Thursday, March 01, 2012

Lousiana Red Is Here And Gone

Word of the death of Louisiana Red certainly has affected the blues world. Born Iverson Minter, he led a lengthy and distinguished career marked by numerous fine recordings over the years starting sixty years ago for Chess Records and running through the excellent Memphis Mojo that I reviewed this past October. Back in 1995, Red was making one of his regular US tours at the time that Michael Frank issued this fine recording, Sittin’ Here Wonderin’ that I reviewed for the DC Blues Calendar and Jazz and Blues Report (November 1995- Issue 206). At the time, he did a US tour and the DC Blues Society presented Red with Carey Bell at Tornado Alley, a defunct Washington DC area club. Backstage, Archie Edwards joined Red to remember the good times in the past, and Red returned a slide Archie gave him years earlier. It was a wonderful night of blues and there were more to come at clubs and festivals worldwide. The last time I saw him perform was at the 2008 Ponderosa Stomp.Long may Louisiana Red’s music ride on.

A resident of Europe for over a decade, Louisiana Red’s brief US tours and festival appearances of the last couple of years were certainly deservedly anticipated. He has made several recordings overseas in recent years, including some fine duets with harp player Carey Bell. Earwig has issued Sittin’ Here Wonderin’ that makes available some solo recordings he made in Phoenix, Arizona in 1982, shortly before he moved to Europe.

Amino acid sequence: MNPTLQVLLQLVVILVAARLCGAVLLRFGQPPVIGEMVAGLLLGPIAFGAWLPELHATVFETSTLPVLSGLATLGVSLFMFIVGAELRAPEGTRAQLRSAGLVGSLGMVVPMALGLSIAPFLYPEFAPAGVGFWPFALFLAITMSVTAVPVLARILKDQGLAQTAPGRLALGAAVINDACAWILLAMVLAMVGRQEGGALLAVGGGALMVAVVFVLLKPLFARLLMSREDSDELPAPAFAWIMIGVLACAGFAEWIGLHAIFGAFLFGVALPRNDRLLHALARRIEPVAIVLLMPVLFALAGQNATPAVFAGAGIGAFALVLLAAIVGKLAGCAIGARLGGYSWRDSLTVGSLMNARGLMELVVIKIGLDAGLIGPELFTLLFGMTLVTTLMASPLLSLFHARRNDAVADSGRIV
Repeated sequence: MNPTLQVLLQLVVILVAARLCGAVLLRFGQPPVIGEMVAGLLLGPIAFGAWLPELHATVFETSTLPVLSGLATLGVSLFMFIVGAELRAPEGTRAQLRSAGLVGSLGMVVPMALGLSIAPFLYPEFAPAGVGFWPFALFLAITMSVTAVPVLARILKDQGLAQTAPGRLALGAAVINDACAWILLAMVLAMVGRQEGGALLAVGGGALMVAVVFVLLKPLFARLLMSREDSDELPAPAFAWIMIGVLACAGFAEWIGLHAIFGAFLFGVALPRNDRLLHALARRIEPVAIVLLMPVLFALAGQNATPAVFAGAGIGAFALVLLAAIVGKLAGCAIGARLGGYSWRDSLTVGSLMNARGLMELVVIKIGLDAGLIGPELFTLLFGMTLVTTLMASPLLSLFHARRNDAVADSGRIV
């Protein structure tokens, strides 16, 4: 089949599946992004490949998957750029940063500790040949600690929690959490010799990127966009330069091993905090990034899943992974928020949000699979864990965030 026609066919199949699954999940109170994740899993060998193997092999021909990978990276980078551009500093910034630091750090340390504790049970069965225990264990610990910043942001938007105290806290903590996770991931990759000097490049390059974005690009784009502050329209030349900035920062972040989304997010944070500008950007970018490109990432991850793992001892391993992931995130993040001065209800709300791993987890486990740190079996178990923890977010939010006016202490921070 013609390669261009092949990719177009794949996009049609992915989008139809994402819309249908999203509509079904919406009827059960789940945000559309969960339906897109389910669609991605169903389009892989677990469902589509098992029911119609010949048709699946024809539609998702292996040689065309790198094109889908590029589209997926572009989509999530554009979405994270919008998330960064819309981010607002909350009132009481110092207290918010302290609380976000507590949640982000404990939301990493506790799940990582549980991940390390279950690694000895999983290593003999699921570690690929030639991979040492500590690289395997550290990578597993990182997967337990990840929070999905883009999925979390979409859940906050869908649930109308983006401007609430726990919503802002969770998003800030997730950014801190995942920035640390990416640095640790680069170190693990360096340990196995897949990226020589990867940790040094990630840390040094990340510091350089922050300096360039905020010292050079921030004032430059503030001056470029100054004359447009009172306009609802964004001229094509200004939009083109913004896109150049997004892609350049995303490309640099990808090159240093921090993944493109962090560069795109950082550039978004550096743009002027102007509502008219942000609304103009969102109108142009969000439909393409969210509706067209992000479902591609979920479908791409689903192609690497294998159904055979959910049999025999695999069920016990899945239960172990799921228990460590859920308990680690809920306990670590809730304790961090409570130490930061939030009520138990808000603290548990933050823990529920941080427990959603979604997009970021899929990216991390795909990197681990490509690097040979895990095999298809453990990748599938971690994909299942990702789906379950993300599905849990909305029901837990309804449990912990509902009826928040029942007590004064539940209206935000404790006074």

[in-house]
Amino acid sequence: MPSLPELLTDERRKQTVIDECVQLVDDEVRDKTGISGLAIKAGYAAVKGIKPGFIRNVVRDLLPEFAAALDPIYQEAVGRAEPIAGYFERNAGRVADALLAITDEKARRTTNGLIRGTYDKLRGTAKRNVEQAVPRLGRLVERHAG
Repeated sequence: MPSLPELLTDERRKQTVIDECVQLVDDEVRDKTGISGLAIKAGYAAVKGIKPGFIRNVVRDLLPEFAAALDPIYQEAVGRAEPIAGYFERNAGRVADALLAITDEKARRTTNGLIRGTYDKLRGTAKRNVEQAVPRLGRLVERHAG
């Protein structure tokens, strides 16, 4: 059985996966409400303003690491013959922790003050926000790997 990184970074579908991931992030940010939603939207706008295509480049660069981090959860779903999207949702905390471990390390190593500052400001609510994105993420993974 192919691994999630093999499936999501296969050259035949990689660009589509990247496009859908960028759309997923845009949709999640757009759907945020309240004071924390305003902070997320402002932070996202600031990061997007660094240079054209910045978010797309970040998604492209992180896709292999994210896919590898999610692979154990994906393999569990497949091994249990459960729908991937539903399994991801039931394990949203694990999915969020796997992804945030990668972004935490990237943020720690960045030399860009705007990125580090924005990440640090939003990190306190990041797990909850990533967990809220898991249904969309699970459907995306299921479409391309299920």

Red is heard in forceful solo performances with strong echoes of Muddy Waters, Lightnin’ Hopkins and John Lee Hooker being evident. After Muddy Waters’ death, Eric Clapton made a comment about how no one played guitar like Muddy. Not true, as Red was one of several artists who could, and did, play slide in Muddy’s vein. Early in his career as Rocky Fuller, he recorded a 45, I’m Gonna Play My Guitar, where he menacingly threatens Waters with his violent, distorted slide. There are several tracks here where his amplified slide recalls Waters, although Red uses Waters’ music as frames for his own blue stories. So one hears echoes of Waters’ Long Distance Call and Standing Around Crying on Red’s violent sounding Stella Blues and Pittsburgh Blues, while I’m Lonesome echoes Muddy’s Rolling Stone.

The opening E Street Bridge and Sadie Lee are suggestive of John Lee Hooker’s early recordings, with their chugging rhythms and repeated bass figures punctuated by repeated single note runs The closing Prison Blues #1 adds some piercing slide to the Hooker flavored backing. Back Door Friend, attributed to Jimmy Rogers but dating back to Tony Hollins (and also recorded by Lightning Hopkins), shows the variety of Red’s repertoire and influences.

The forcefulness of Red’s guitar and vocals helps put his own stamp on this set of blues songs that may be suggestive of several legends, but at the same time are compelling personal examples of the down home blues art.

I believe I received a review copy from  Earwig Records. Here is the late Louisiana Red from you tube.

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